Thursday, May 26, 2016

Illustrating Different Kinds of Hope

Baseball Hopes

            Howard and I had a few minutes in the office.  He asked how I was doing, and I reminded him that I’ve been reading and thinking about hope.  Knowing of my interest in baseball, he laughingly suggested that Cub fans might be the epitome of hope.  So it’s time to write of baseball hopes.            
Right from the start, we need to admit that some people—otherwise sane, kind, faithful, good people—do not like baseball.  As inexplicable as that may be, it’s true.  I’ve heard non-baseball fans say, “Baseball is boring,” with apparent sincerity.  Non-fans do not agonize over the failures of their favorite them.  Non-fans think it strange that we fans spend significant parts of the summer agonizing over players who get hits 25% of the time while rejoicing enthusiastically over those who get hits 31% of the time.  Non-fans think that a 0-0 game lacks “excitement” (even it it’s the eighth inning!).  I do not offer an explanation for these facts; I merely acknowledge them. 
If you, dear reader, are not a baseball fan, you should probably just move on to a different essay.  This one won’t interest you.  On the other hand, you may be interested in philosophy and moral theory.  In particular, you may be interested in the virtue of hope.  But if you hate baseball… well, you’ve had fair warning.
In earlier essays, I divided hopes into three kinds: mundane, extreme, and radical.  Mundane hopes aim for ordinary goods of this world.  Extreme hopes aim at goods (of this world or of another) which seem very unlikely.  Radical hopes expect good things in the future, even when we don’t have thick concepts of what that good future would be.  Illustrative examples will help:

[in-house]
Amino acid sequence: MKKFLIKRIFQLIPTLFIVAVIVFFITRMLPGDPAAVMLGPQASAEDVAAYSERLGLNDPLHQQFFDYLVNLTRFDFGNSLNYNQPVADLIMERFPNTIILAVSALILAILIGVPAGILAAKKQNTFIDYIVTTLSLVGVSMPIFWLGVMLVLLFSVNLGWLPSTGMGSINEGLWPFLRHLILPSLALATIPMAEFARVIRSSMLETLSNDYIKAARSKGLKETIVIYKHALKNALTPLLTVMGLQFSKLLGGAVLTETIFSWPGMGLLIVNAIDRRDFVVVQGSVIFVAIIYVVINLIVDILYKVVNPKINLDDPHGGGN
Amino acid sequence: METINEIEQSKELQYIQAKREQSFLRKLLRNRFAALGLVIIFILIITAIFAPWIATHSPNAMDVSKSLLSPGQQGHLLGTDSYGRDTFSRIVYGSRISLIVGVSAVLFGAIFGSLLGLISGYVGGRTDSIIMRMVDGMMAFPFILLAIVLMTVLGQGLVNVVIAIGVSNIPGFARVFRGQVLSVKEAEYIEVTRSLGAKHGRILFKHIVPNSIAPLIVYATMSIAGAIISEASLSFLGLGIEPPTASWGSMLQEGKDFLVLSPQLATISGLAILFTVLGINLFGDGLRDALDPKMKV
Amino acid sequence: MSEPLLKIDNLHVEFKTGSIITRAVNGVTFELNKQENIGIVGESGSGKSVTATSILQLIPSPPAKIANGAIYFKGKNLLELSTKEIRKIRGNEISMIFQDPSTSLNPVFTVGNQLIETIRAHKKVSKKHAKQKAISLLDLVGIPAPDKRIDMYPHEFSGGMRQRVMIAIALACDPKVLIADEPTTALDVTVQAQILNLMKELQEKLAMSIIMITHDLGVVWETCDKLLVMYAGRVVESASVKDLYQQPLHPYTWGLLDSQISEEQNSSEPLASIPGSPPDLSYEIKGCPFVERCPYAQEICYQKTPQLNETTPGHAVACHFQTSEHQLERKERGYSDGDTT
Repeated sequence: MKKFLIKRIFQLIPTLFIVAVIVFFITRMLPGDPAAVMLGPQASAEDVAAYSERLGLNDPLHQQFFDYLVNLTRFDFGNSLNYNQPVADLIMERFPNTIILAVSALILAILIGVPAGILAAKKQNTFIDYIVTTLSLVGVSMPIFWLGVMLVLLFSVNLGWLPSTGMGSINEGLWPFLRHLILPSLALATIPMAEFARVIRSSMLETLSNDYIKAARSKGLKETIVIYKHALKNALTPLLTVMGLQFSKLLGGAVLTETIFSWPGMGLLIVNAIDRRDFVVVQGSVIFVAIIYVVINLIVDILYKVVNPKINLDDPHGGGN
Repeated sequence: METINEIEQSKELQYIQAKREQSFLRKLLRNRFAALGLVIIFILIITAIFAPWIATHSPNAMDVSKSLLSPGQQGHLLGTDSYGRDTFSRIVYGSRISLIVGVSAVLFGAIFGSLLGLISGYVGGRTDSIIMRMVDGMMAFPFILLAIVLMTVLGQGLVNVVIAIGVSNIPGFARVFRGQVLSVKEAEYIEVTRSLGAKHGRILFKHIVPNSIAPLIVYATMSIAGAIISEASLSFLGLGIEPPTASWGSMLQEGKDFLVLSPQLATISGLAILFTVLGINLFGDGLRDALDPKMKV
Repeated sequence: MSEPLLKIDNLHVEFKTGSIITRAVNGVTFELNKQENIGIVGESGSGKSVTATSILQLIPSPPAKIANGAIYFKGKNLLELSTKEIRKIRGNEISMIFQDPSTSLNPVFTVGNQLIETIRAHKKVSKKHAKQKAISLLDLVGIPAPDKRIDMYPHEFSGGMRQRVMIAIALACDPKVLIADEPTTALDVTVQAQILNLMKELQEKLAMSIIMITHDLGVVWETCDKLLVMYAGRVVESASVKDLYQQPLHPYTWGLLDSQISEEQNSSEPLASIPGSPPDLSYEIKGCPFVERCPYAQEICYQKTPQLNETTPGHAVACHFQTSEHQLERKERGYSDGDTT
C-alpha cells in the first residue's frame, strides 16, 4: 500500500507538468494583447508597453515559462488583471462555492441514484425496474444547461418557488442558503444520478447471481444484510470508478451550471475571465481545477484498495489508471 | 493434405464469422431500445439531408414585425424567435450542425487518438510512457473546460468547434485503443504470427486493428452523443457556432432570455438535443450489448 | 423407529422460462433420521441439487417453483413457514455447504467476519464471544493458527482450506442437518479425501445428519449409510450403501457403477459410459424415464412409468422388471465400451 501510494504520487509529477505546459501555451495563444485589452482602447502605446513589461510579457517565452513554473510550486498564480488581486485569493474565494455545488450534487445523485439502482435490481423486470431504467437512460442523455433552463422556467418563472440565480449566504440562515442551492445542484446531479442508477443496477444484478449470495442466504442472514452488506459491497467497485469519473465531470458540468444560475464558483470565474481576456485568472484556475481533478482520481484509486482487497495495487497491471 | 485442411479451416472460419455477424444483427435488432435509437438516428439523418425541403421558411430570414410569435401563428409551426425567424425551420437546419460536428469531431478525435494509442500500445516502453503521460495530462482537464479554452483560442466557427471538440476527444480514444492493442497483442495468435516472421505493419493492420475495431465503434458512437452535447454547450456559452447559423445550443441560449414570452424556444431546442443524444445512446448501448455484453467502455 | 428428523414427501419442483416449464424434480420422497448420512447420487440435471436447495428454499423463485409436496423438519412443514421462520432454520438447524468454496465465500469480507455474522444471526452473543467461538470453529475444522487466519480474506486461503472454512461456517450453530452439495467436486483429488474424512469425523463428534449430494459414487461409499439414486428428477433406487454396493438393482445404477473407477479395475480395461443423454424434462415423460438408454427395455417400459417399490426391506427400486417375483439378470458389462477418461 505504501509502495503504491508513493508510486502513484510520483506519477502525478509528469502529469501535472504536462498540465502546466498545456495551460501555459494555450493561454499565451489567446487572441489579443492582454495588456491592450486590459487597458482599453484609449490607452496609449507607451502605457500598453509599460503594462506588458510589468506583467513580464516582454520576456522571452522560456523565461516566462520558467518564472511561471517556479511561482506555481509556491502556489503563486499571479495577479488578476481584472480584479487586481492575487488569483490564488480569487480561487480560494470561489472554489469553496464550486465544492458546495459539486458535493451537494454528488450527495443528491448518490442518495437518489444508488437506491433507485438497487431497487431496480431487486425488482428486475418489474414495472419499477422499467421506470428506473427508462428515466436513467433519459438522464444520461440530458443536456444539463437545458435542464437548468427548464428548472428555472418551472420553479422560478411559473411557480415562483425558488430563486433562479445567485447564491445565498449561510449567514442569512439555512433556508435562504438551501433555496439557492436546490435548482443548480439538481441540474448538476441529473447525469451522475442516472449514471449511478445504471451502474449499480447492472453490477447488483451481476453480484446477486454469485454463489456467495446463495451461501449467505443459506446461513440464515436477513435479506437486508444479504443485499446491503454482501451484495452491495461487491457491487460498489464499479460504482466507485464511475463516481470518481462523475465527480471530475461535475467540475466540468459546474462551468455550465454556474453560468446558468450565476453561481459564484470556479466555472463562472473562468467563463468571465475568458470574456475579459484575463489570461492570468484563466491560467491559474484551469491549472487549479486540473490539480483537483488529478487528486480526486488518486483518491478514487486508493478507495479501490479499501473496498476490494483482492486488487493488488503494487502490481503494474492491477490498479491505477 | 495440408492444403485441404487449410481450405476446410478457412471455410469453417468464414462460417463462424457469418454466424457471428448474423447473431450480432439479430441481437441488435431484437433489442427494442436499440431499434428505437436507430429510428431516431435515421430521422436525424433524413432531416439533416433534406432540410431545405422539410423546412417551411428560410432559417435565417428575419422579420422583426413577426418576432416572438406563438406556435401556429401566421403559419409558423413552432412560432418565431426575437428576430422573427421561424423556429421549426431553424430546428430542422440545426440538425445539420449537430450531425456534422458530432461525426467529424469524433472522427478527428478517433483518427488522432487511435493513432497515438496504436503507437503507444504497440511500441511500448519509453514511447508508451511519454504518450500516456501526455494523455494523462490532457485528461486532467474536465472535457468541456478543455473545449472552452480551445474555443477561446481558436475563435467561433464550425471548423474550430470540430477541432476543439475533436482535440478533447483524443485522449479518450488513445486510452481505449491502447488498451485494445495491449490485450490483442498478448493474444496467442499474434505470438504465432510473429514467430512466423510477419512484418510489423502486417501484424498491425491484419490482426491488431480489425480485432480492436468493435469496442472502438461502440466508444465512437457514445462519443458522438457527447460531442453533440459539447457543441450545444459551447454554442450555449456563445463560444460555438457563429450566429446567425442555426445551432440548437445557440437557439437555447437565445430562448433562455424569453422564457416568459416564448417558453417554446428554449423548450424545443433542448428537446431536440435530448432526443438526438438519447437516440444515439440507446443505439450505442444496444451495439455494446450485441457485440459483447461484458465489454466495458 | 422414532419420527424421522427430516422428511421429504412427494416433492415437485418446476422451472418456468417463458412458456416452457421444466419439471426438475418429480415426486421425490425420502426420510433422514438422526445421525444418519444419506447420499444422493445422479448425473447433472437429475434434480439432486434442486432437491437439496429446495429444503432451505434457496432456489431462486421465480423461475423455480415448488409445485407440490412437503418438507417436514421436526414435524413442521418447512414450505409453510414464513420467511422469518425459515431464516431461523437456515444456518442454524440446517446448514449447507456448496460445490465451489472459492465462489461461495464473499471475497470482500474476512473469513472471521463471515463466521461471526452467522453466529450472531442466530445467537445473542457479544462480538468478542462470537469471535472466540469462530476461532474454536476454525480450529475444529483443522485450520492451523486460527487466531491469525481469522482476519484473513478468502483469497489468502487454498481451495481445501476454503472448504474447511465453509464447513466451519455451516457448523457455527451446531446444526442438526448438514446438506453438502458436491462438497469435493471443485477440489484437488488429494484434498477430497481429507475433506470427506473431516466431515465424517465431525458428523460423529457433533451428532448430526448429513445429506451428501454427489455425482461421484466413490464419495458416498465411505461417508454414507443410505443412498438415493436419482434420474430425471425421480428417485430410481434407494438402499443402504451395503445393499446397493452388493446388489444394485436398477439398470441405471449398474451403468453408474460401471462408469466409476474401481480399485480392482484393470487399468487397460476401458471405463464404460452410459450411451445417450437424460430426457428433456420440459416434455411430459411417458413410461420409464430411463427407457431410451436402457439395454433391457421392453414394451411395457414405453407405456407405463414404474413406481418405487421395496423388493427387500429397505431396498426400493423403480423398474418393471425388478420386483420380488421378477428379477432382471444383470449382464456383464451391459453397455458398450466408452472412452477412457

Mundane hopes: a woman hopes for a promotion at work, a student hopes for a good grade, a city councilor hopes for strong tax revenues and no budget-busting emergencies.  Extreme hopes: a injured man alone on a forest road hopes for help to come before he dies of exposure, a cancer patient hopes that the experimental drug will cure her, a lottery player acknowledges the extreme unlikelihood of winning the jackpot but hopes to win anyway.  Radical hope: Chief Plenty Coups leads the Crow people to hope for a good future, a future in which they will still be distinctively Crow, even though he recognizes that their way of life is irrevocably changed.  Some religious people have radical hope in regard to death, in that they acknowledge they have no concept of what an afterlife would be like, yet they hope that the universe, or karma, or God will cause a good future after death.
Now, how do these categories apply to baseball? 
First, we must acknowledge that hope is crucial to baseball.  In baseball, more often than not, hitters fail to hit.  Fielders make errors (which are duly recorded like demerits).  Pitchers give up runs; the higher the pitcher’s ERA, the worse he is.  The best teams lose at least a third of their games.  The season is so long that almost all players suffer injury; in many cases this means missing games on the disabled list.
Failure, injury and defeat: baseball players have to cultivate hope just to stay in the game.  But enough about them.  What about the fans?